There is a tourist information office that can help you to explore the town and surroundings. From here you can explore the rest of the town by walking down the hill.
There are a number of traditional buildings and a couple of restaurants and cafes that are aimed at local customers (not much English is spoken).
On market days you will see villagers from the surrounding areas that have come into Penela to sell their wares. Primarily this is fruit and vegetables but you will also find local honey.
At the bottom of the hill, you will find Parque das Aguas Romanas where there is a good play area and café.
Sintra-Cascais Natural Park
By Kenny from Knycx Journeying
Located between Sintra and Cascais, the Sintra-Cascais Natural Park is somewhere in between the two historic towns that are closed to Portugal’s capital – Lisbon.
Apart from Sintra’s magical Pena National Palace, the Castle of the Moors, and many other UNESCO listed World Heritage sites, what the nature park can offer are beautiful forest, parks, ancient ruins, and dramatic coastlines.
As some may know, Portugal was a maritime giant with a rich colonial past; and if you look at Europe’s map, the Iberia peninsula is like the head of a man glazing toward the Atlantic Ocean: Spain is the hair that was blown backward by the wind, and Portugal is the face.
Look even more closely, you will find a tip on the peninsula called Cabo da Roca – also known as the westernmost point of Europe’s mainland.
Start your day walking leisurely on one of the hiking trails in the Nature Park and explore the deep valleys, intimate farms, and unique flora and fauna; then have a refreshment or afternoon tea in one of the famous resorts in the South Coast.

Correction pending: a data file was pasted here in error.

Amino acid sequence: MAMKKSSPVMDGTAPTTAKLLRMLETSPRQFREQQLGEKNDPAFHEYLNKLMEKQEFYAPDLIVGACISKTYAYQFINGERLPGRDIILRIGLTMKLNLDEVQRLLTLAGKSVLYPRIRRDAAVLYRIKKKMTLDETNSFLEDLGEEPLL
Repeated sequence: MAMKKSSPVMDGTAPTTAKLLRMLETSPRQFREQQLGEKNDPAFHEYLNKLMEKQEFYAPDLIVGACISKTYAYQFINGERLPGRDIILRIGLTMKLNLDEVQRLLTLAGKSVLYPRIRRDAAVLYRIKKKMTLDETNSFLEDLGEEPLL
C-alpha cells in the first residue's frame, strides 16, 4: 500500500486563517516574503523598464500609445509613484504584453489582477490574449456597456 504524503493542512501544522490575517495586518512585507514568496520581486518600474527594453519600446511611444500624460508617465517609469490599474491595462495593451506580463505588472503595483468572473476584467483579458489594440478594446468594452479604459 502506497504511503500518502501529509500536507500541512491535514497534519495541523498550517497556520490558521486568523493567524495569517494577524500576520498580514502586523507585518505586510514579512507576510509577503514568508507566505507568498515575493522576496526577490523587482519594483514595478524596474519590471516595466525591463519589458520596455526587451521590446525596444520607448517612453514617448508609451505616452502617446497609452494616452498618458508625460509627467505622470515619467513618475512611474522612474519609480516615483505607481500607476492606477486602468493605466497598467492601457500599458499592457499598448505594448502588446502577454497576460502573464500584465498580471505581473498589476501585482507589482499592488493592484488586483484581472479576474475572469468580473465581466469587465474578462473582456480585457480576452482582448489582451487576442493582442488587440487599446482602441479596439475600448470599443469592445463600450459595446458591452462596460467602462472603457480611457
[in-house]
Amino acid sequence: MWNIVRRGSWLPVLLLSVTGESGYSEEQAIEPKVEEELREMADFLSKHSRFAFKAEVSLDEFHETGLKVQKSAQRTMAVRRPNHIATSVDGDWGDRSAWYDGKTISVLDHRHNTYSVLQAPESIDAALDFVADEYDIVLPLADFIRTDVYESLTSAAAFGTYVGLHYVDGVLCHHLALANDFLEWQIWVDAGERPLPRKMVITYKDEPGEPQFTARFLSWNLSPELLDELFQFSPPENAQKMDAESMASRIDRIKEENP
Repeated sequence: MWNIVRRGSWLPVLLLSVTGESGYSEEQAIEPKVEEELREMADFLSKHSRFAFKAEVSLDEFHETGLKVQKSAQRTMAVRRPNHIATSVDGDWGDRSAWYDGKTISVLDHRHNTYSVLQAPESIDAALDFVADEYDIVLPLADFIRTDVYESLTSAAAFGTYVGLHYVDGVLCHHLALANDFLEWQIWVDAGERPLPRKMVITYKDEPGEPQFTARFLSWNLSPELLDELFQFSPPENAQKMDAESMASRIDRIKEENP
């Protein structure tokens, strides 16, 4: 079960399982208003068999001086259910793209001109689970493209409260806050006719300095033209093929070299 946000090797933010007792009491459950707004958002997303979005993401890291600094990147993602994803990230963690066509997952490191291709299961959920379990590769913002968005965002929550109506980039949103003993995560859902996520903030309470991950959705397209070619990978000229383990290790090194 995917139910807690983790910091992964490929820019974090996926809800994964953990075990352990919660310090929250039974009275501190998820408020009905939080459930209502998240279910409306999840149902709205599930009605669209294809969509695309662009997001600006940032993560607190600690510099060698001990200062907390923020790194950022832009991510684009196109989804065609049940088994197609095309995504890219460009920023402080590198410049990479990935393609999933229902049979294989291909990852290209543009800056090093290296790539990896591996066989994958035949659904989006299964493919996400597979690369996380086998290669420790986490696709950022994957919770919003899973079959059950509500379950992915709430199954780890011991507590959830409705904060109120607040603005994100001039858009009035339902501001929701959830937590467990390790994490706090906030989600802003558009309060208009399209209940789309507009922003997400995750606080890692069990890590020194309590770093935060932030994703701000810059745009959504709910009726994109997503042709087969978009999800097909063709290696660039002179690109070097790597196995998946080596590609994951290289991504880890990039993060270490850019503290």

Finally, head to Cabo da Roca in the evening for the sunset. To me, this is the best place to view the sunset in Europe.
The cape has not much but a lighthouse and a monument that says “Aqui, onde a terra se acaba e o mar começa…” (Where the land ends and the sea begins); yet its unique location and poetic inscriptions hold dear to my heart.
Quinta da Aveleda
By Sophie from Solo Sophie
Breathtaking and beautiful, the Quinta da Aveleda gardens and winery should not be missed on any visit to Portugal and can be found to the north of the country.
Easy to visit as a day trip from Porto (considering that it’s just a half-hour drive away) as well as being well worth a trip in its own right, this hidden gem is truly one of the most beautiful places to visit in the country.
After all, surrounded by swathes of the vineyard and complete with historical buildings which are covered in trailing ivy and look like something straight out a storybook, the history of the estate dates back centuries, with the main house (privately owned though it can be admired via the exterior) being constructed during the 17th-century.
Visit the Estate today and you’ll soon discover that there are several activities worth partaking in while on the property.